At night the calls of Screech and Great Horned Owls could be heard.
Next day was up on the Bruce Peninsula with the first stop at Cabot Head. As mentioned before, this is a favourite spot and the bird observatory had an open house on Saturday. It is within a Nature Preserve, so this was the only opportunity for the public to get in. White Admirals were flying here too (two years ago they were not).
I also late visited Dorcas Bay, another one of my favourite spots. Things were quiet here though. I was hoping to find Massasauga Rattlesnakes here ( I have seen a few in the past) or at some point on this trip, but it never happened. It is a good birding spot. I have even seen Great Gray Owl here in July! (Hi Steve!).
Wingfield Basin, Cabot Head
wreck of the Gargantua
Due to certain reasons, I cut my visit the to the Bruce short and headed over to Awenda Provincial Park north of Penetanguishene. I always thought this was a nice park since my first visit in 1995 (I also camped there in 2006). It is an odd place to get to, but has good shoreline scenery and a couple of nice trails to walk.
Giant's Tomb Island
Barred Owls are regular here, and this trip was no exception as they called at dusk both nights and other times during the night. The nights were clear!
Early Sunday morning I found a large pocket of warblers along Kettles Lake. I stood at one spot for a long time just looking at them!
South of here is Tiny Marsh Wildlife Area. I stopped here last in 1995! It was rather quiet on Sunday, but if you want to see Pied-billed Grebes in big numbers, check this place.
Next stop was Killbear Provincial Park north of Parry Sound. I have been there three times before, the last being 1995! It is also sort of an out-of-the-way in location, but a nice park with fabulous natural sand beaches among the rock outcroppings. It has a couple of nice trails to walk. A fairly new visitor centre rivals the one at Algonquin Park.
Lookout Point Trail has a beautiful bluff to look out over the Bay.
It is slightly open there after you walk through the forest. I was surprised to find a Common Buckeye butterfly at that point since there is little habitat for them around, especially at that northern location. The Buckeye does stray north at times though!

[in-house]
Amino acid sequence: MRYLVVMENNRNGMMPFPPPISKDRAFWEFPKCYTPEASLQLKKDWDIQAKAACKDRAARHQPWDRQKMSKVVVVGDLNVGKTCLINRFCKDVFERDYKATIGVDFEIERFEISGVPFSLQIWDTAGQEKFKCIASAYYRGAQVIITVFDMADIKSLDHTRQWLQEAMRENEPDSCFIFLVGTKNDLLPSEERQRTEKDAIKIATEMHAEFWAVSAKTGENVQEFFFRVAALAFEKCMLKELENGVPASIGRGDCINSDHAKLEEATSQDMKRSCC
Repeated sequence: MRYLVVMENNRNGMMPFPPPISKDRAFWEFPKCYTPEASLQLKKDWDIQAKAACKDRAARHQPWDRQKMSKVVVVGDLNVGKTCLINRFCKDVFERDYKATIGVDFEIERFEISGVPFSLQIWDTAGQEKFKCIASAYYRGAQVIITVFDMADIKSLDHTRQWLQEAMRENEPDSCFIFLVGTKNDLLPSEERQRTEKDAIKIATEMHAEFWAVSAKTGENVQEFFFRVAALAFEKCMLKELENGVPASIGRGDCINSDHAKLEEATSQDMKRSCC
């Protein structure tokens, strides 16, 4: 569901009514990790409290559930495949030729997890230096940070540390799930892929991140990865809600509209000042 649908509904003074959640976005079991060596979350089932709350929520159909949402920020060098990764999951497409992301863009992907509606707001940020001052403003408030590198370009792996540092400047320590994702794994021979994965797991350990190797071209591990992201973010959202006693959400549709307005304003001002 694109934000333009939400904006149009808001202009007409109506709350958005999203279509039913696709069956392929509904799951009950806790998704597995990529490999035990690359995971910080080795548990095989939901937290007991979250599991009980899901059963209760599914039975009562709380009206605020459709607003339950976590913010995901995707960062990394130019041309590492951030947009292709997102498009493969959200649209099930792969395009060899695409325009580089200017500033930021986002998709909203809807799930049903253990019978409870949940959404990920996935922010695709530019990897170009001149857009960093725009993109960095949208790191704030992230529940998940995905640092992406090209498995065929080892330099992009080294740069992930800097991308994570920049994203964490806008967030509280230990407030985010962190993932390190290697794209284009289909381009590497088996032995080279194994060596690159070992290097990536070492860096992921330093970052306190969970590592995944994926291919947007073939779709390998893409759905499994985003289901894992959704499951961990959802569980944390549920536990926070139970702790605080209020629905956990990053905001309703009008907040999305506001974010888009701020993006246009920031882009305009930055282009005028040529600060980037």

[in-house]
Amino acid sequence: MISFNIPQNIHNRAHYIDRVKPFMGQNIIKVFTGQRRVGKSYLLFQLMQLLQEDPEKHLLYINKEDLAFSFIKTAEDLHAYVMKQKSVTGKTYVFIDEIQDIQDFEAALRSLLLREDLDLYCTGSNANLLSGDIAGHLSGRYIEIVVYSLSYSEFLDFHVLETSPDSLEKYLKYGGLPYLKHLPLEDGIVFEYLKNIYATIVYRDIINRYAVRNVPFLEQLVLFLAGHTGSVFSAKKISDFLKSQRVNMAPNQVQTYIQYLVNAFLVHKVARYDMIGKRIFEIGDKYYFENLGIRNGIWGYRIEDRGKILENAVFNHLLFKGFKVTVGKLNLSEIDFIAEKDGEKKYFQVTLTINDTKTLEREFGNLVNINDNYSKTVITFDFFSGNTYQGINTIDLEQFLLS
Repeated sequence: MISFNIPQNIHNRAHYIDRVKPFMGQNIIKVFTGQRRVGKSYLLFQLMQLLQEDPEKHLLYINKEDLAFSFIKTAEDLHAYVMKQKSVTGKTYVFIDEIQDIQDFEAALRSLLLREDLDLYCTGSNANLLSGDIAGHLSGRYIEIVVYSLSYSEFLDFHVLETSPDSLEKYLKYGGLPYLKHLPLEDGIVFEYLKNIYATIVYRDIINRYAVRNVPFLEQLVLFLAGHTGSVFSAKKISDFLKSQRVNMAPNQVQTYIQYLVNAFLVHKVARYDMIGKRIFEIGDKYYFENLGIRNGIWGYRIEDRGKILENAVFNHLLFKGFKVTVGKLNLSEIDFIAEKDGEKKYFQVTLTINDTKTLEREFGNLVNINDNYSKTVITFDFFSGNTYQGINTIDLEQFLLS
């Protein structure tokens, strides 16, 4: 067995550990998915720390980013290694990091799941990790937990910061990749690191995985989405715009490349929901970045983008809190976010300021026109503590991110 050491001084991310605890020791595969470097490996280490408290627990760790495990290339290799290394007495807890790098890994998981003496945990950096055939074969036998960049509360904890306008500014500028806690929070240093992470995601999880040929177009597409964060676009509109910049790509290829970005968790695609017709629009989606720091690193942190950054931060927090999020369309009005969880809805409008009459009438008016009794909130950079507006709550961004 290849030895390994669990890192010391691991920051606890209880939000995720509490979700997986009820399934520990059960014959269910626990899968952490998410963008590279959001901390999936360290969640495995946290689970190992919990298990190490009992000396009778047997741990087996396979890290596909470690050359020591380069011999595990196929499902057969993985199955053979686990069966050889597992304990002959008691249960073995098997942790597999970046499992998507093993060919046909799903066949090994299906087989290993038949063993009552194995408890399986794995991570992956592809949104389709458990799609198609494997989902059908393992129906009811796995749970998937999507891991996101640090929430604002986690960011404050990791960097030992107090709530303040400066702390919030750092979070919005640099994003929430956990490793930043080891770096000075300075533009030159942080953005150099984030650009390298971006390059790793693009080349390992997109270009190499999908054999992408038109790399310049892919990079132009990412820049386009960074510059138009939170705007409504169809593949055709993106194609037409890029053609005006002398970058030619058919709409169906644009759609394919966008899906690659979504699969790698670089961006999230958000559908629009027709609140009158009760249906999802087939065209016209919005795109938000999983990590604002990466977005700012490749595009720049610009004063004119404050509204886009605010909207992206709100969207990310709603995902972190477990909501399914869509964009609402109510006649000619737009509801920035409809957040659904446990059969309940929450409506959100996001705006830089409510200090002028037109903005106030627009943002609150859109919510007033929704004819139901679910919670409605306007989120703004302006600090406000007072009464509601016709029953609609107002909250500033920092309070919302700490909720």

Common Buckeye at Killbear!
The nicest trail, fairly short, is Two Peaks. It had nice scenery.
At one point I saw two Black Bears crossing the road when I looked in my rear view mirror. Bears are regular at Killbear, and I am sure I heard one in the campground at night!
darner species (will look up!)
On the way south and back to more familiar country, I stopped at West Perth Wetlands at Mitchell. This is undoubtedly the premier spot for shorebirds lately. Hundreds were there, although mostly yellowlegs and Black-bellied/Golden Plovers. Hard to keep track of numbers, but there were at least 8 White-rumped Sandpipers present, probably more. Nothing unusual that I could see, but nice to see the numbers. (lighting was horrible!)
Last night was at Pinery Provincial Park. The wind was howling all day from the NW off the lake, so it was noisy. However, it was the nicest night for sleeping as it cooled off. It was quite warm the whole trip.
There were good pockets of warblers in the park, especially along Riverside Trail.
I watched the lake for quite a bit, as it was active with gulls and terns. Lots of stuff way out and I am pretty sure I had a Black-legged Kittiwake at one point. Sanderling were moving along the beach.
This afternoon I checked out Blenheim Lagoons. It is better! They have turned on one sprinkler cell and naturally shorebirds were attracted to it. Lots of Yellowlegs plus other including 3 Stilt Sandpipers.
Another Horned Grebe is in pond 3 along with about 15 Redhead and others.
Common Buckeye were abundant, and I saw one very worn Fiery Skipper.
mess of Buckeyes!
Sunset at MacGregor Point